Infidelity

Moral Hypocrisy Both Justifies and Facilitates Infidelity

Hypocrisy allows cheaters to rationalize past behavior and future infidelities.

Posted Mar 07, 2019

Kelly Sikkema/Unsplash
Source: Kelly Sikkema/Unsplash

Romantic infidelity is disturbingly common, with some researchers estimating that infidelity impacts up to 25 percent of all marriages and larger percentages of dating and cohabiting relationships (Fincham and May, 2017). Moreover, marriage therapists consider sexual infidelity as one of the most difficult issues to successfully treat (Warach et al., 2019). New research conducted by Warach, Josephs, and Gorman, published online this week in the journal Personality and Social Psychology Bulletin, suggests that moral hypocrisy allows cheaters to rationalize their misbehavior as well as potentially facilitating future infidelities.

As the authors explain, moral hypocrisy is judging "one's own wrongdoings as less problematic or immoral than the identical wrongdoings of others," essentially evidencing a moral double-standard. Warach and colleagues found that perpetrators of sexual infidelity do just that, judging their own infidelities as less blameworthy and less damaging to their partners and relationships.

In their research project, the psychologists examined both hypothetical reactions to imagining being the perpetrator or the victim of infidelity, as well as real instances of infidelity, where individuals admitted to either perpetration or victimization. The results of both studies were consistent, but the effects evidenced in the real infidelity instances were stronger. Individuals who committed an act of infidelity themselves blamed their partners for their unfaithfulness more than the victims of infidelity blamed themselves. Perpetrators also blamed external or mitigating circumstances for the infidelity more than victims did. Importantly, those who committed sexual infidelity also underestimated the emotional impact on their partners versus victims' own reports of the emotional toll.  

Moreover, the authors also studied the reactions of individuals who had been both perpetrators and victims of infidelity. The researchers found that when individuals considered the infidelities they had committed, they blamed their partners more than they blamed themselves when they were the victims. Personality variables, such as sexual narcissism, as well as an avoidant attachment style were associated with a stronger tendency to blame one's partner for one's own transgressions.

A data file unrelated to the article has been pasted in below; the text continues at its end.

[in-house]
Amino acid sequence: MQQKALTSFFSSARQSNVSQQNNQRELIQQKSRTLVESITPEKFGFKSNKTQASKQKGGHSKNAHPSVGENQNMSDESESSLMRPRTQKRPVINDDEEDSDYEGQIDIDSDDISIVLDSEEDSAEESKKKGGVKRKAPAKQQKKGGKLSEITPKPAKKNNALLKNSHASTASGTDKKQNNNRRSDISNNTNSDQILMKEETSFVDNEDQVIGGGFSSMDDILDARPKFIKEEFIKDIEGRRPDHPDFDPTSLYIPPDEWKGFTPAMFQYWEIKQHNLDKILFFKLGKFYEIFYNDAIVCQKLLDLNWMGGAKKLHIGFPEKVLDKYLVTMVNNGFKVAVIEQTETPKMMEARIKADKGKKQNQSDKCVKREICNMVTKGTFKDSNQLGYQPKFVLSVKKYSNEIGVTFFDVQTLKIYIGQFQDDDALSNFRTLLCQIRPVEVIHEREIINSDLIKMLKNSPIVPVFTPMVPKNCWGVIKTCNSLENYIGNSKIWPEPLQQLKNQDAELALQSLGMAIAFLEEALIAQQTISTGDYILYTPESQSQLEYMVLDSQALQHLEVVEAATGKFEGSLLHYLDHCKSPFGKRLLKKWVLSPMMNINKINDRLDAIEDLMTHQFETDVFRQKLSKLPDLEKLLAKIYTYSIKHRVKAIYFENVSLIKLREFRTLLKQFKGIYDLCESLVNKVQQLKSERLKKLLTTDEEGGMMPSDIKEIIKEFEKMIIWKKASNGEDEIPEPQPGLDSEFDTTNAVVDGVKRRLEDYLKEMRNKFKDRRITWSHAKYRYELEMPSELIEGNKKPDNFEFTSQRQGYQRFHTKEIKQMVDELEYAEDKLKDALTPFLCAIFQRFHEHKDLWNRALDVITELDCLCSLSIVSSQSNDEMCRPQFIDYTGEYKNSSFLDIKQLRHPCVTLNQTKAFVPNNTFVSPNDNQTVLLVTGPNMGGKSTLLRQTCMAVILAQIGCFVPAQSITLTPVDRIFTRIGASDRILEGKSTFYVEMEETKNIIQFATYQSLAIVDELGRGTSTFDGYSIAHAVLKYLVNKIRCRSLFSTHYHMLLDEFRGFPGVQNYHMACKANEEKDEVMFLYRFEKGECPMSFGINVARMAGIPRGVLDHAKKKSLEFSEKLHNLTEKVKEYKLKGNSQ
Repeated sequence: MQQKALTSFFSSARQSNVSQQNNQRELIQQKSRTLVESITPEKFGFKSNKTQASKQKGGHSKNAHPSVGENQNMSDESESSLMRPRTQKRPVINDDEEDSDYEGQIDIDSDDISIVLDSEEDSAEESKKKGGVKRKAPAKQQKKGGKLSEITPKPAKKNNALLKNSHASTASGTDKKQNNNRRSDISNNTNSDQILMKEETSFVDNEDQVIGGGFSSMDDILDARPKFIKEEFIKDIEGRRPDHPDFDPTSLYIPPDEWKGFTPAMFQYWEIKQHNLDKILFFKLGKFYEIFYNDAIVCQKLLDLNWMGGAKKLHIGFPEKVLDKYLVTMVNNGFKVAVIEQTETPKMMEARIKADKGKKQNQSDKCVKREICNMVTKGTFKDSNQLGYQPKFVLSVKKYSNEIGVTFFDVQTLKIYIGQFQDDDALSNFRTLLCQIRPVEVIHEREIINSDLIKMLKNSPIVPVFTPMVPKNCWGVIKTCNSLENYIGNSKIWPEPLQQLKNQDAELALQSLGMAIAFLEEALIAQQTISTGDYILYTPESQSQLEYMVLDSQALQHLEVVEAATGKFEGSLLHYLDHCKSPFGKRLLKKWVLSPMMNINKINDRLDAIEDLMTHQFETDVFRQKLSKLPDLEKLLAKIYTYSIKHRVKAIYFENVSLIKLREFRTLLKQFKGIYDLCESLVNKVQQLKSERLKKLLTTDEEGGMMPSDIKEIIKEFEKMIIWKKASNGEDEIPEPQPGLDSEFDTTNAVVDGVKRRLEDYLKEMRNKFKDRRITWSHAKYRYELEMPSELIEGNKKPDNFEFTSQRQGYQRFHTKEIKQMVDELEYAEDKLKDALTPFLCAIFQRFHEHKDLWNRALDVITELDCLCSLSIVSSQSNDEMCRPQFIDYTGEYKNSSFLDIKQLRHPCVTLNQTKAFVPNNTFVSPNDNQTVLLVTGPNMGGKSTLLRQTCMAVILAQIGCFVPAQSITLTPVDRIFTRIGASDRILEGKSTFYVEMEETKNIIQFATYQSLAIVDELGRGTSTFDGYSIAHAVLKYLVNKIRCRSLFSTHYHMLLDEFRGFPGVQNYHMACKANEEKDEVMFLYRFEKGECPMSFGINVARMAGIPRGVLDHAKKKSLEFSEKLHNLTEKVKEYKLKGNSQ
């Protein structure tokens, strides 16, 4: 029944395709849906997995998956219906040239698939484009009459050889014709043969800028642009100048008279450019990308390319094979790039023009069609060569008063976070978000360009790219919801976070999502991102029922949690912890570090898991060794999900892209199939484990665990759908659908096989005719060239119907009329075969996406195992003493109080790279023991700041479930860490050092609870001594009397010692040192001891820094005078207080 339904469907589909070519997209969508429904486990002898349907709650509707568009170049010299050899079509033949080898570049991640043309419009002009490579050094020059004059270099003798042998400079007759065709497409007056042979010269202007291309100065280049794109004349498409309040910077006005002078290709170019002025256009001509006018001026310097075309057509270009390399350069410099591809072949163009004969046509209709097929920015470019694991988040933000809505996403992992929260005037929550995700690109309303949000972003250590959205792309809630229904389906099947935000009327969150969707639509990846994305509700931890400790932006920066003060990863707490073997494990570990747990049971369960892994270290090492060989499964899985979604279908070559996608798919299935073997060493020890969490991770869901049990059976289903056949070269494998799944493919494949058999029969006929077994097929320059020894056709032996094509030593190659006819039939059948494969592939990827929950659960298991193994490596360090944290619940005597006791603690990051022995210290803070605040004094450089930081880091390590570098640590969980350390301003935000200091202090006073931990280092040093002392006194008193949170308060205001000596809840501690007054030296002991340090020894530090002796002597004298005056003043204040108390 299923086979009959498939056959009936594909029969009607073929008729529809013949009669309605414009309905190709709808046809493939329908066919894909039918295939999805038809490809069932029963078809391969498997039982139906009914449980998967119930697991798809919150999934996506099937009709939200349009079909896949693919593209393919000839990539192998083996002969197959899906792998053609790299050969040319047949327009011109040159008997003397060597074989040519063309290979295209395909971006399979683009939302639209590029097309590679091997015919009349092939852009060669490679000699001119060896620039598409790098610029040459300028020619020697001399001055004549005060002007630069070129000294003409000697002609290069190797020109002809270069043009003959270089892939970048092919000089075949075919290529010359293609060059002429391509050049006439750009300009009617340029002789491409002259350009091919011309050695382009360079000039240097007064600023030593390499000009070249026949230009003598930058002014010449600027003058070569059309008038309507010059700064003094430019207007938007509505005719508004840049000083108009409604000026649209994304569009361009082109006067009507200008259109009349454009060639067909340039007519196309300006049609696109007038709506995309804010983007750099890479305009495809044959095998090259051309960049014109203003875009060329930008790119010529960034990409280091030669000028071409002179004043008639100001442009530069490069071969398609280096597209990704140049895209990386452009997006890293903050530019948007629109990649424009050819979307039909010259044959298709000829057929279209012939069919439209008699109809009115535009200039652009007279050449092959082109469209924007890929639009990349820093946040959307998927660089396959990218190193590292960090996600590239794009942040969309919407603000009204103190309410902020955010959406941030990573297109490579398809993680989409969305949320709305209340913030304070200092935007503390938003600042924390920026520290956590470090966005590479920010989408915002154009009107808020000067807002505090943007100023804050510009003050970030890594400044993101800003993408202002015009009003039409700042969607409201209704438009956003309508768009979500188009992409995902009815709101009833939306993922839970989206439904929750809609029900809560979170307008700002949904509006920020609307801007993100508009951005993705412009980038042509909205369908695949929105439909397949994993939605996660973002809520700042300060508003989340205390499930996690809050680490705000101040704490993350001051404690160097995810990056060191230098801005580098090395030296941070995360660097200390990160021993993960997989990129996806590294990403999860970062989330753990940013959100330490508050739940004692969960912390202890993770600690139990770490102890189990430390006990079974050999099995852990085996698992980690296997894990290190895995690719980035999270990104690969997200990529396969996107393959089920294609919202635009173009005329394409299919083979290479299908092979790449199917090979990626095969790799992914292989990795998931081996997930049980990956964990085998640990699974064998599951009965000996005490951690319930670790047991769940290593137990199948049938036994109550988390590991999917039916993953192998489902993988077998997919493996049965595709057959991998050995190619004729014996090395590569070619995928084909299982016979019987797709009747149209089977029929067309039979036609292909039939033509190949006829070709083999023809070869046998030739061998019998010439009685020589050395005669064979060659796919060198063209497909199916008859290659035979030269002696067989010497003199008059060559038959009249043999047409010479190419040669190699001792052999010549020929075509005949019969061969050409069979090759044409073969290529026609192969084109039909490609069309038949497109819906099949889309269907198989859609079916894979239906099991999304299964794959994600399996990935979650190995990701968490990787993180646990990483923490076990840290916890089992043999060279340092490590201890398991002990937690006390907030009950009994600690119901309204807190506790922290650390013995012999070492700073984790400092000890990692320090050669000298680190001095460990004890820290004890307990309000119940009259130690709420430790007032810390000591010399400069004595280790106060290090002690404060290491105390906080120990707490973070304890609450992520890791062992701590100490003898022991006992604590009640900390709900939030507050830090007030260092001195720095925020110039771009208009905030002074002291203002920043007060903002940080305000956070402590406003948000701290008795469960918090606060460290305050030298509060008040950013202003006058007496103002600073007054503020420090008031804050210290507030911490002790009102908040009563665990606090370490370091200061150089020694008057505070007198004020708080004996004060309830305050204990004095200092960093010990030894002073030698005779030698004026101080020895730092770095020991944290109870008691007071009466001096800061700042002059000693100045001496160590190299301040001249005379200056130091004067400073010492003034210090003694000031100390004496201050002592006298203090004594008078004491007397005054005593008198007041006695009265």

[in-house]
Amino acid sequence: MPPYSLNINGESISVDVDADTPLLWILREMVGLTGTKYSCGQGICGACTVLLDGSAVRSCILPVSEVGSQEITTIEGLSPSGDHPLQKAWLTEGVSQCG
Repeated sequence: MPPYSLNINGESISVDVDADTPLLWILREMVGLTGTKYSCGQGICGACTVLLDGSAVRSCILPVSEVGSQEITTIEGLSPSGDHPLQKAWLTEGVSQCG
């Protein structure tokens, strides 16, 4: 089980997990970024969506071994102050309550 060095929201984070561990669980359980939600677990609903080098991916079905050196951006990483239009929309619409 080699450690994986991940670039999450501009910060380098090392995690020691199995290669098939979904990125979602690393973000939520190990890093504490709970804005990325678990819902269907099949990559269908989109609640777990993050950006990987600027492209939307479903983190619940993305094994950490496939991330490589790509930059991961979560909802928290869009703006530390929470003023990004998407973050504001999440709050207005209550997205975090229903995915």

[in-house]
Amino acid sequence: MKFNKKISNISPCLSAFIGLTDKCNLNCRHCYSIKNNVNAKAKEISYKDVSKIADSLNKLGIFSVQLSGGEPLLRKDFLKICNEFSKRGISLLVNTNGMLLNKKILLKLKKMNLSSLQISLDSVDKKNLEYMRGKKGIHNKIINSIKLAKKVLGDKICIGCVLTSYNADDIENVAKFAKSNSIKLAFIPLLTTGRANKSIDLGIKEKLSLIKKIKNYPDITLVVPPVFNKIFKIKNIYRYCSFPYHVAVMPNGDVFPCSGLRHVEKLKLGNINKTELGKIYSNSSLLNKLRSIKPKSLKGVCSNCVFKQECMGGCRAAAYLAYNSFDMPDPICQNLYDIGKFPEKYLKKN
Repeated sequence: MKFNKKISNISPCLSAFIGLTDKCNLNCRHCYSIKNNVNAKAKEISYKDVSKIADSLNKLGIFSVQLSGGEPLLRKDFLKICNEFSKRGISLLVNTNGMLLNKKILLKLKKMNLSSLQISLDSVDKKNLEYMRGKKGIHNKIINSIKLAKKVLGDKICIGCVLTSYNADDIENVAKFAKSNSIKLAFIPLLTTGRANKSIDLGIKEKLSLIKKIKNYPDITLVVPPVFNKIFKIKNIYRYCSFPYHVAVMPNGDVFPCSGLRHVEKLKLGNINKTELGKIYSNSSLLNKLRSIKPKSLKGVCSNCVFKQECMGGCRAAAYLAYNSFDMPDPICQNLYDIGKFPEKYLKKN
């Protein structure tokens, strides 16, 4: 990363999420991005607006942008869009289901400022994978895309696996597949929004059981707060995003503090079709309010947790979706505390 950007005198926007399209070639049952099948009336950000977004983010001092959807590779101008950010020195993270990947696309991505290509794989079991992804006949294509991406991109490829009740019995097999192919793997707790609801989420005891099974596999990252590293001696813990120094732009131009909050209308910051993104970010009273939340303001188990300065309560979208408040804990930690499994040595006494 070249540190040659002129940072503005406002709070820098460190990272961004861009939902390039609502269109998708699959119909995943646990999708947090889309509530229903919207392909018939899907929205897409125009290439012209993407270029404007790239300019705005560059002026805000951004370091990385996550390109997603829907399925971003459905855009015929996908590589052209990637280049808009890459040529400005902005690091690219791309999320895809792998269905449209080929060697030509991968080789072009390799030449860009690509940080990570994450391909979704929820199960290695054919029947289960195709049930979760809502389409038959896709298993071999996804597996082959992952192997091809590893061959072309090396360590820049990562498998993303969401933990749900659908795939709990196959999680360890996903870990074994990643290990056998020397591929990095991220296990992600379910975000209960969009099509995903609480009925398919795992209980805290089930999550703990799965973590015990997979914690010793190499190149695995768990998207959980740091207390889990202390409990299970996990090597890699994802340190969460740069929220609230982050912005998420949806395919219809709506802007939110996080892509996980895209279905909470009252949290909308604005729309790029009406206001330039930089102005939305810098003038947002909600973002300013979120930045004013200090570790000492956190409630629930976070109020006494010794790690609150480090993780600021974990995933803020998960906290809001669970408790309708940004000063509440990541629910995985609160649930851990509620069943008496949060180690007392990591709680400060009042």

The authors explain that "blame externalizations and denial or minimization of wrongdoing . . . may impede reconciliation and/or foster continued wrongdoing." Therefore by reducing the blame cheaters place on themselves and underestimating the pain they have caused their partners, individuals may not only rationalize prior acts of infidelity, but also justify potential future acts of infidelity.

antoniodiaz/Shutterstock
Source: antoniodiaz/Shutterstock

As the authors note, this study involved only respondents from the United States, who were mainly of Caucasian background (the authors did not provide the sexual orientation of the participants). Furthermore, the authors specify that they did not control for factors such as the number of infidelities or the emotional involvement of the cheating partners with their paramours. Nevertheless, the findings that cheaters blame themselves less for their own acts of infidelity and then interpret the infidelity as less damaging to their partners is cause for concern. The authors suggest that these self-serving biases are likely unconscious. Perhaps making individuals aware of the biased nature of their own self-appraisals can help therapists to more successfully treat the lingering problems after couples experience infidelity. 

References

Fincham, F. D., & May, R. W. (2017). Infidelity in romantic relationships. Current Opinion in Psychology, 13, 70-74.

Warach, B., Jospehs, L., & Gorman, B. S. (2019).  Are cheaters sexual hypocrites?  Sexual hypocrisy, the self-serving bias, and personality style.  Personality and Social Psychology Bulletin, 1-13. https://journals.sagepub.com/doi/full/10.1177/0146167219833392